Their goal was to collect 5,000 pairs of shoes. Many shoes came from neighbors in Fountain Valley, Calif., — but an outpour of support came people from around the country. Every day when Jensen stepped outside her home, she’d find bags of shoes piled up by her doorstep.

“Never in a million years did we think we would see our shoe drive go almost viral,” Jensen wrote on her blog.

The family eventually reached their goal of 5,000 pairs — then, they surpassed it. In total, they collected roughly 12,500 pairs of shoes in just five weeks, earning more than $9,000, according to Jensen. This allowed her to travel to Bulgaria in February 2014 to finalize the adoption.

When they returned, mom and daughter were greeted at the airport by the rest of the family.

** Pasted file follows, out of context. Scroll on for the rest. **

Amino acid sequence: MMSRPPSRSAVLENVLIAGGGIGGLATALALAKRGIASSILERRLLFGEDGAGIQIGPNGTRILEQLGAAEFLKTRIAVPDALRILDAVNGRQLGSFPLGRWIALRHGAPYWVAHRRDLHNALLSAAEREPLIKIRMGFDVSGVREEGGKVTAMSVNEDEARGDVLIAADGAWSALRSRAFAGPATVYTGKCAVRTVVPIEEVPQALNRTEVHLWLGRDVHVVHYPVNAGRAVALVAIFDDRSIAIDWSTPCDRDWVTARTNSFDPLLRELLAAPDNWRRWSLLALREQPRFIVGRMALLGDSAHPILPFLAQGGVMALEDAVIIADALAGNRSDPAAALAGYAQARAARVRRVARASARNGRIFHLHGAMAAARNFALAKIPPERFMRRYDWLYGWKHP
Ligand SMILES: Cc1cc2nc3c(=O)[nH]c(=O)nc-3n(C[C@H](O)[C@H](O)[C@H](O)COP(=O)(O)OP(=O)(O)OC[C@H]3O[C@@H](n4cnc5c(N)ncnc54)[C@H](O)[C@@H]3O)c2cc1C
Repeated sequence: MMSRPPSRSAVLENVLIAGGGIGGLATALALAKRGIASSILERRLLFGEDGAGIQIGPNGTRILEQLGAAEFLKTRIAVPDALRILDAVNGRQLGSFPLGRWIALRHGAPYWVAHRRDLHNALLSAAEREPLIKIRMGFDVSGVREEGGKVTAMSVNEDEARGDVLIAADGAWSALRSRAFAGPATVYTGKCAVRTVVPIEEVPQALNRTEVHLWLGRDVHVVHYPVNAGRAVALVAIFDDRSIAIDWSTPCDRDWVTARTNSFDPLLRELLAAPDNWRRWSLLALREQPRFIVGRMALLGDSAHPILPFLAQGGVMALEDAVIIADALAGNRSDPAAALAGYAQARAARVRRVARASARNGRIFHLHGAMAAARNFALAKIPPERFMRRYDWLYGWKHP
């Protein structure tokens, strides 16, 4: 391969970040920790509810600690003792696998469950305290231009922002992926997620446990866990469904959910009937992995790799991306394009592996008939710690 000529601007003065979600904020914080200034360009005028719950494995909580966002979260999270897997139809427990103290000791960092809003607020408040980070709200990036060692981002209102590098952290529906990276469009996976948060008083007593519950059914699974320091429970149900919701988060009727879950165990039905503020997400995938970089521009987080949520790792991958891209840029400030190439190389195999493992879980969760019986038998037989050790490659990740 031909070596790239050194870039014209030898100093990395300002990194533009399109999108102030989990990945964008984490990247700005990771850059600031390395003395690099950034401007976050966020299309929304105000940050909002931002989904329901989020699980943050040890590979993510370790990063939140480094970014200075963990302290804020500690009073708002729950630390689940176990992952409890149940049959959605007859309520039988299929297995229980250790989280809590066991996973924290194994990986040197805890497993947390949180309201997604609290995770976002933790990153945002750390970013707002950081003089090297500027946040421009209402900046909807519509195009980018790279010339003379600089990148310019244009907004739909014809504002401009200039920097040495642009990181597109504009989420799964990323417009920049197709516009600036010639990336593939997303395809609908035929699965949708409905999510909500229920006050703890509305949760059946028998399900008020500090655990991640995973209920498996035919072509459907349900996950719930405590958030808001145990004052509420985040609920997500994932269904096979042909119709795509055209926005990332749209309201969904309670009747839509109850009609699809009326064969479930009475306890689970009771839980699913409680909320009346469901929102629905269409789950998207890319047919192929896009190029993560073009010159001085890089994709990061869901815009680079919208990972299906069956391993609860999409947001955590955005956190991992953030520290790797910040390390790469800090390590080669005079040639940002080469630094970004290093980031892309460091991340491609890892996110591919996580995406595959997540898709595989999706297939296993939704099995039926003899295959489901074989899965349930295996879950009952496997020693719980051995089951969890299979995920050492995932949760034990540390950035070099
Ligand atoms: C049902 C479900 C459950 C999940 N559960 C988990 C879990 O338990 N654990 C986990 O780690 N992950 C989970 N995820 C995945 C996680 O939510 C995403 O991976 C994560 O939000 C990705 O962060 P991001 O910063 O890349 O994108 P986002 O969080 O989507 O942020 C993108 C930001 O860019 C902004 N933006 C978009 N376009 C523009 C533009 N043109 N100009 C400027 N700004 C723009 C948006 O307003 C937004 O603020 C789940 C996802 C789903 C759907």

“Everybody loved her,” Jensen recalled. “She fit in perfectly.”

That didn’t change when doctors in the U.S. told the Jensens that Sofi’s original diagnosis was not accurate. Sofi doesn’t have Spina Bifida — she has cerebral palsy, as well as other medical issues, some of which remain a puzzle, Jensen said.

But her family isn’t concerned with the change in diagnosis. They’re thrilled to have Sofi with them and are prepared to do whatever they need to help her.

“[Cerebral palsy] is a different world from the world of Spina Bifida, but that is okay. We will figure it out,” Jensen said. “She was meant to be with us.”

“This story is about love,” she added. “It’s about the love for a little girl and all the people who helped bring a little girl they didn’t even know home.”

In the video below, Noah VanVooren opens an acceptance letter from Edgewood College in Madison, Wis. And he’s ready to celebrate.

VanVooren, who has Down syndrome, is a senior at Little Chute High School in Little Chute, Wis. He made headlines this past October, when he suited up and scored a touchdown in his school’s final home game of the season. This fall, he’ll attend Edgewood’s Cutting Edge program, FOX 11 reported.